Global temperature anomalies for 2015 compared to the 1951-1980 baseline. Photo by NASA Visualization Studio.
It’s easy to think of the Earth of being so big it can take care of itself. It’s a gentle giant who lets us walk all over it, prod it, poke it, and rearrange its parts. But now we know our actions over the centuries have had an effect. How do you convince the world to make course corrections? That’s just one of the challenges that Professor Katharine Hayhoe tackles as an atmospheric scientist who studies climate change. She directs the Climate Science Center at Texas Tech University and hosts the PBS Digital Studios web series Global Weirding.
Earlier in her life, thinking science is cool, Dr. Hayhoe aspired to be an astrophysicist. While studying quasars, she took a class in climate sciences and discovered that modeling the climate IS all about physics. When she realized she could also help people, her destiny as a climate scientist was sealed.
With two-thirds of the population living in areas that will be flooded when sea levels rise, she realized the importance of researching climate effects and then getting society to put mitigating solutions in place. She believes we have an obligation to lessen the misery of the people who will be effected. Many of these people are some of the poorest in the world.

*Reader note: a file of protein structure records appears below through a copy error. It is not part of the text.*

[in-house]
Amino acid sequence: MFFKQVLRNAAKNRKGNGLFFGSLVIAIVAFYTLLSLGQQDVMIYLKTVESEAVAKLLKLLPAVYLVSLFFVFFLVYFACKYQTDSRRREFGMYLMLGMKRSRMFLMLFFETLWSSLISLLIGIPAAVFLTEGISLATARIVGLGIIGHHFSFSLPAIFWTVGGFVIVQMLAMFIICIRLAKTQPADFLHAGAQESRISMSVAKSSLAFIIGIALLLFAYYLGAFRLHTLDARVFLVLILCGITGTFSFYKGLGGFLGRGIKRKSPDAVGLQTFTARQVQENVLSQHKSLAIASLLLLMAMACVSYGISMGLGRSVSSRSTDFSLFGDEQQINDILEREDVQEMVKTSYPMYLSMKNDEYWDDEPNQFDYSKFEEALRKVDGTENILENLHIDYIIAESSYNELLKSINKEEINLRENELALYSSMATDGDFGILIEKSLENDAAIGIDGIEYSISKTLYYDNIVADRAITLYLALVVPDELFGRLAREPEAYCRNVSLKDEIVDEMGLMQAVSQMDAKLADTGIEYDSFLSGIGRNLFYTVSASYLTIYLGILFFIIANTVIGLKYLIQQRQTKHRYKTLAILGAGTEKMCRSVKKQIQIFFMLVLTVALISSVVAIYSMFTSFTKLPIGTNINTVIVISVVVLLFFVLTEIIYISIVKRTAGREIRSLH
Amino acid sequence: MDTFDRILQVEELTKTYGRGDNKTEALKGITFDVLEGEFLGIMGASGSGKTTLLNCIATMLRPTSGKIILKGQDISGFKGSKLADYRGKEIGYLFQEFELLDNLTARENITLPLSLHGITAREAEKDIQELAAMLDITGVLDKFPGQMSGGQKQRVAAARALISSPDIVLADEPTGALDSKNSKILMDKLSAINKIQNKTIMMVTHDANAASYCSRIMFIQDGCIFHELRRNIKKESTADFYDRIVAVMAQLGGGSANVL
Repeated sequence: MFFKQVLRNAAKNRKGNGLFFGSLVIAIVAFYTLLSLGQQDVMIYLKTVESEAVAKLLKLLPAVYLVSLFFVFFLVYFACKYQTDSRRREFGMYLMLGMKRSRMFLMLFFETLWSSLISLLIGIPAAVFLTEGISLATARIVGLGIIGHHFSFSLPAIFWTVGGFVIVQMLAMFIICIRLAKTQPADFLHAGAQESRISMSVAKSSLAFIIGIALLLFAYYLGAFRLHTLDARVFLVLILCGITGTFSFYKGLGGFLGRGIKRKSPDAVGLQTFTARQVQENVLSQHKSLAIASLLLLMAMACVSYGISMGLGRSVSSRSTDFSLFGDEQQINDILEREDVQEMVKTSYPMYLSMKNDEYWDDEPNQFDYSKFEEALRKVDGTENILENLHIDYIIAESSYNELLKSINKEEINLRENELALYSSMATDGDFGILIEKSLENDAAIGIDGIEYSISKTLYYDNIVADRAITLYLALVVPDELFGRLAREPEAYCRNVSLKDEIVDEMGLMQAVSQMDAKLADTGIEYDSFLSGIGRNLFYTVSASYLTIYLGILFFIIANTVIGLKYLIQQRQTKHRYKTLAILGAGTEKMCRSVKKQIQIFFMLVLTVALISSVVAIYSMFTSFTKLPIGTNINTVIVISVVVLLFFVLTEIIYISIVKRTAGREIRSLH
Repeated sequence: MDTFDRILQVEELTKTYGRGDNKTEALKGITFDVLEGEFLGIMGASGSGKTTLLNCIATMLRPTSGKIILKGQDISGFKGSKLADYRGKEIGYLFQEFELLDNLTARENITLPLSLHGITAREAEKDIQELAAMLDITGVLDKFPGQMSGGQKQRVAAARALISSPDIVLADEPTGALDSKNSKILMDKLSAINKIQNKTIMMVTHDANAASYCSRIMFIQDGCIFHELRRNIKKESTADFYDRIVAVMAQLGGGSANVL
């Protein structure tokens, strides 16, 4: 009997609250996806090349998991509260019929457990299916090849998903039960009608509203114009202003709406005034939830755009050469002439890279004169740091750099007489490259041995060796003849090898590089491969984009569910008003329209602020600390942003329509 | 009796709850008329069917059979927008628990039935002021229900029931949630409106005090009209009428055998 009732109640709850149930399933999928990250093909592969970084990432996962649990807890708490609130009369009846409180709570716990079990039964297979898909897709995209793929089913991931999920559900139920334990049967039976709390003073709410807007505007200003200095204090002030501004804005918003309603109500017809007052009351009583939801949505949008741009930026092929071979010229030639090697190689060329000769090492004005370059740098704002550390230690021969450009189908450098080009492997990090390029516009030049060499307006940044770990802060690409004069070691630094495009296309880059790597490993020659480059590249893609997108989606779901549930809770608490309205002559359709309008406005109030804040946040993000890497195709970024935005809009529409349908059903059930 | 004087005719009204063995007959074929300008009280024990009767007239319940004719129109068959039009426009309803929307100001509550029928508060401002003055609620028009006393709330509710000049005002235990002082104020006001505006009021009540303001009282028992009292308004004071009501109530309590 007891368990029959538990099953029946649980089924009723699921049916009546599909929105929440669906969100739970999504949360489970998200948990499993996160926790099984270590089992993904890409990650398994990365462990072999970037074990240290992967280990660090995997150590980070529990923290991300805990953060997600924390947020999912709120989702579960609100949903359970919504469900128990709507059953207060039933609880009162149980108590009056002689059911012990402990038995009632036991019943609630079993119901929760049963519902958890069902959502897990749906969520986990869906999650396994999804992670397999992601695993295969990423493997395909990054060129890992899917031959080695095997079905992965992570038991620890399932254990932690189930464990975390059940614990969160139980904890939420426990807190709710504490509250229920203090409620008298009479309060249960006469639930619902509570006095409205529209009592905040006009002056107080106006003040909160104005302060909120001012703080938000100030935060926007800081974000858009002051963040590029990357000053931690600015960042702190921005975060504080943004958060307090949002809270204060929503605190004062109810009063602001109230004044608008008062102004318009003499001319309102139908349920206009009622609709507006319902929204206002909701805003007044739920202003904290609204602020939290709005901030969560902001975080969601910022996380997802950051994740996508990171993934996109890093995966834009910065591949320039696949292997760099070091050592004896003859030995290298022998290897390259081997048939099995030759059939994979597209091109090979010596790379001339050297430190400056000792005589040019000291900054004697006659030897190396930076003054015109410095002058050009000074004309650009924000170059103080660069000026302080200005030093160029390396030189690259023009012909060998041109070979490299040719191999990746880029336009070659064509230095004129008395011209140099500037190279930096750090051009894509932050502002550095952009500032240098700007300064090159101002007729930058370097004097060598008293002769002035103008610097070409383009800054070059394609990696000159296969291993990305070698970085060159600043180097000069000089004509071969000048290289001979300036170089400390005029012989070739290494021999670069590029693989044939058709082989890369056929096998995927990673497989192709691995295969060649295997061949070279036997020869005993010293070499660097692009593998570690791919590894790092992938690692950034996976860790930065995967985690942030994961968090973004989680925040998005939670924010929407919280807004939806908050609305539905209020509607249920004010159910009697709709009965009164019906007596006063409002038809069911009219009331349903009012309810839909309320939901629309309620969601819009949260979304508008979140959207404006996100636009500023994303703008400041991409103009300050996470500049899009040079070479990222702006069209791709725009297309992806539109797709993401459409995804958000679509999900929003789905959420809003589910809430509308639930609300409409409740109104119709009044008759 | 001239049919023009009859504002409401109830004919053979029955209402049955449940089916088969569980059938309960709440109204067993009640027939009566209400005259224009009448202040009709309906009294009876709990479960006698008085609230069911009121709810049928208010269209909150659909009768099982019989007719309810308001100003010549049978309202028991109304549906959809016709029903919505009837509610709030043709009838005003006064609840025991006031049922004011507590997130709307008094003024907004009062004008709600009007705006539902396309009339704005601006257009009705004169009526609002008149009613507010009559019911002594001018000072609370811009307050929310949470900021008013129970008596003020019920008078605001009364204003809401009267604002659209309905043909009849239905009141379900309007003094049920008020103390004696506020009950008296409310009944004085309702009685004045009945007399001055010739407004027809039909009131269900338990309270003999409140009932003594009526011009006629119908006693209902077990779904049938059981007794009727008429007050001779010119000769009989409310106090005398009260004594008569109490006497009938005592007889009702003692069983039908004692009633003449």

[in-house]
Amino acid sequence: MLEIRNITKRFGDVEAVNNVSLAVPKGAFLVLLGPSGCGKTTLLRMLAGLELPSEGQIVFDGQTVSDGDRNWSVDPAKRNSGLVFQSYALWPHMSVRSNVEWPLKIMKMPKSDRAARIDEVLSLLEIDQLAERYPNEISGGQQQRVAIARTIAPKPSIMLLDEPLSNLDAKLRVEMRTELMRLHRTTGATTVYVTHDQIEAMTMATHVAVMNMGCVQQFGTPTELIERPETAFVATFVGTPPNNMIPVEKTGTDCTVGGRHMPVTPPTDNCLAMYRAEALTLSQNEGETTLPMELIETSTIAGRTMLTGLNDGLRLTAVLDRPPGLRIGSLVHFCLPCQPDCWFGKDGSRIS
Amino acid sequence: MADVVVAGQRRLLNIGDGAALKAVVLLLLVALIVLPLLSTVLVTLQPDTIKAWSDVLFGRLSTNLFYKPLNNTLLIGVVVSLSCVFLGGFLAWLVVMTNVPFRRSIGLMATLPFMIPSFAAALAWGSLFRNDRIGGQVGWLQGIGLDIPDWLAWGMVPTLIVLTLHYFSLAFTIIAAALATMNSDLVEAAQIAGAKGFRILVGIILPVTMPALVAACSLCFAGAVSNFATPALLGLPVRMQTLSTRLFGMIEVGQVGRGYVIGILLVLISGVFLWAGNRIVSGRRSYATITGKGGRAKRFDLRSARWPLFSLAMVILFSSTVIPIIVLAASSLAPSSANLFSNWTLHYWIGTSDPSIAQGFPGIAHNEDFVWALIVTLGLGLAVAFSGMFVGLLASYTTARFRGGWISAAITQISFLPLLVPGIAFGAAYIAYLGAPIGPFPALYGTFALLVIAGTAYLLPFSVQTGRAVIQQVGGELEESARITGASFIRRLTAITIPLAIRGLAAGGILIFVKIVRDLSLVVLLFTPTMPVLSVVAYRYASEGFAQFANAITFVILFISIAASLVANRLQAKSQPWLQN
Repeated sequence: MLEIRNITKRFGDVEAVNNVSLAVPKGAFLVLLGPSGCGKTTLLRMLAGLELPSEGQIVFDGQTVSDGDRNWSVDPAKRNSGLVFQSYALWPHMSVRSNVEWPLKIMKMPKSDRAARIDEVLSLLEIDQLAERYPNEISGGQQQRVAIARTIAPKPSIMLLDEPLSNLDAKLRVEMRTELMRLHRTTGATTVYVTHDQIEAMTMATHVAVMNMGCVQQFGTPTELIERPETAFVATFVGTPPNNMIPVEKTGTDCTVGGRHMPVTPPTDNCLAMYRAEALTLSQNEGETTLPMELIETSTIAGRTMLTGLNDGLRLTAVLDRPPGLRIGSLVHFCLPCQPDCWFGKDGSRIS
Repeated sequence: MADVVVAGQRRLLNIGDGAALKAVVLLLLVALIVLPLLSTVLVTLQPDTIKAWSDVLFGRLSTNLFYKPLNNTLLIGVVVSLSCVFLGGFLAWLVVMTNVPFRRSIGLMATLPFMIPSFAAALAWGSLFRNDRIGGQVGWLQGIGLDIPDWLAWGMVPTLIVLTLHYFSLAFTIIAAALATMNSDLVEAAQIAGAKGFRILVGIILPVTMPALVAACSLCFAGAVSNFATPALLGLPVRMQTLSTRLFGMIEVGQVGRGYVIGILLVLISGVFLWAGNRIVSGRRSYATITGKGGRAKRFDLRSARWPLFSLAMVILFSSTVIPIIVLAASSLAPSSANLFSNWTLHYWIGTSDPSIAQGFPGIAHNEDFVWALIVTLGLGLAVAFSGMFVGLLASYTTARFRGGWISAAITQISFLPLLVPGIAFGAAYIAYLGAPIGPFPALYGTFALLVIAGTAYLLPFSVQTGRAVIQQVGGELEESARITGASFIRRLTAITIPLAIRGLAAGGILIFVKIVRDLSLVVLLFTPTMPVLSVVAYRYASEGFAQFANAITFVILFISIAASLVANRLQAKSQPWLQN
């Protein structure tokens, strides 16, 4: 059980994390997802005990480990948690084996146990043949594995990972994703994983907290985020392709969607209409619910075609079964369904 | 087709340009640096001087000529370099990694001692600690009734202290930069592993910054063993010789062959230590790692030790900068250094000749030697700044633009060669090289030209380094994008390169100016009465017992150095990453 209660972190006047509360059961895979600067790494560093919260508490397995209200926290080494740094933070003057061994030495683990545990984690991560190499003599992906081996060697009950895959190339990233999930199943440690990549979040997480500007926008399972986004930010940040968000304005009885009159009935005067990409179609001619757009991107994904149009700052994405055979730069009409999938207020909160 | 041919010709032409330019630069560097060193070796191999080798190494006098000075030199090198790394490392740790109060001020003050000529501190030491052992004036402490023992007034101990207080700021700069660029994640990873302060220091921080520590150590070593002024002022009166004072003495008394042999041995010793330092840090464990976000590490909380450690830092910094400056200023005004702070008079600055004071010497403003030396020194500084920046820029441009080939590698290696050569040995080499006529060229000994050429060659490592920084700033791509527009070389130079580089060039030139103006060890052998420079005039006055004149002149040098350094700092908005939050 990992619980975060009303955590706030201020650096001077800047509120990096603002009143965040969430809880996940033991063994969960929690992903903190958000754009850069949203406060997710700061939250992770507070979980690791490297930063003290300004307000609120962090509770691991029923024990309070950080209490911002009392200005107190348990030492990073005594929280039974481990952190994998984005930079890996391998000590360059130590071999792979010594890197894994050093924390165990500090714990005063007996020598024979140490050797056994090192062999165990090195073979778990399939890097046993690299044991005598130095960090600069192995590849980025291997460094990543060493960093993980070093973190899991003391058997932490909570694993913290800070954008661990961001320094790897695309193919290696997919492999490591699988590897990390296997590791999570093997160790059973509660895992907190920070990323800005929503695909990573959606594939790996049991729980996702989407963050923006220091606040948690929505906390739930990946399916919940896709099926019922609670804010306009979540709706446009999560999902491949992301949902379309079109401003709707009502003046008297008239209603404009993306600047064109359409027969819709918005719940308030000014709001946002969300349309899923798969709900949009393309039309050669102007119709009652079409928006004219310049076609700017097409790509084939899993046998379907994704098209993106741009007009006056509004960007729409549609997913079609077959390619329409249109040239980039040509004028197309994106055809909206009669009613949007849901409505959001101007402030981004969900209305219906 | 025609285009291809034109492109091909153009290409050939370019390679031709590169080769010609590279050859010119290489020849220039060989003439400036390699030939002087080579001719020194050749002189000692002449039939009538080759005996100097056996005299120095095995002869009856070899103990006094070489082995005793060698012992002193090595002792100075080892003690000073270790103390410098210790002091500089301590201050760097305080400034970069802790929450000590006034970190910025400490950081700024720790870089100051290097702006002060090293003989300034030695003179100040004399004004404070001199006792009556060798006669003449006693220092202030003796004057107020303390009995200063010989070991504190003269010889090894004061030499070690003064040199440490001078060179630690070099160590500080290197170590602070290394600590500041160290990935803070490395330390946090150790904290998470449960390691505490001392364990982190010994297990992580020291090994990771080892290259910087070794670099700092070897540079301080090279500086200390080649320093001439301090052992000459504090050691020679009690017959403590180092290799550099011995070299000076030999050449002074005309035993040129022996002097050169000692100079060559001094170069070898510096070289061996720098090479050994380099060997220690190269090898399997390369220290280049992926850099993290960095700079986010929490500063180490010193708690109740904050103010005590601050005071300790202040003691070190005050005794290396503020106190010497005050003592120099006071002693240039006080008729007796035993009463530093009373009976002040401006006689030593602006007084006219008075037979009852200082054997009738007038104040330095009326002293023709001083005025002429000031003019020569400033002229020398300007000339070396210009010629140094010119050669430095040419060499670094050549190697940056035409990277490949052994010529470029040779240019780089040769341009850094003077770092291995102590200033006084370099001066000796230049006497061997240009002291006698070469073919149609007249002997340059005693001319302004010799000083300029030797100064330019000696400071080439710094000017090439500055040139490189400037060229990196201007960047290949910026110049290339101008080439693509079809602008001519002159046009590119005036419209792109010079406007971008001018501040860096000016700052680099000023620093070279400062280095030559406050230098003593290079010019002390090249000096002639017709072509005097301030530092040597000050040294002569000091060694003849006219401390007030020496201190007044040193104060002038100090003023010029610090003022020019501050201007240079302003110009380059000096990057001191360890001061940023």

It hasn’t been easy to convince people to act, or even to agree that climate change is real. Just take a look at the recent withdrawal of the U.S. from the Paris Climate Accord. During an interview with Evan Smith on KQED, Professor Hayhoe discussed the challenges of explaining climate science.
Weather, she pointed out, goes up and down, but climate has cycles 20 to 30 years in length. So short term weather trends can trick people into ignoring the long term cycles. She says people often reach the wrong conclusion and gives this example:
“The Titanic can’t be sinking because my end just went up 200 feet.”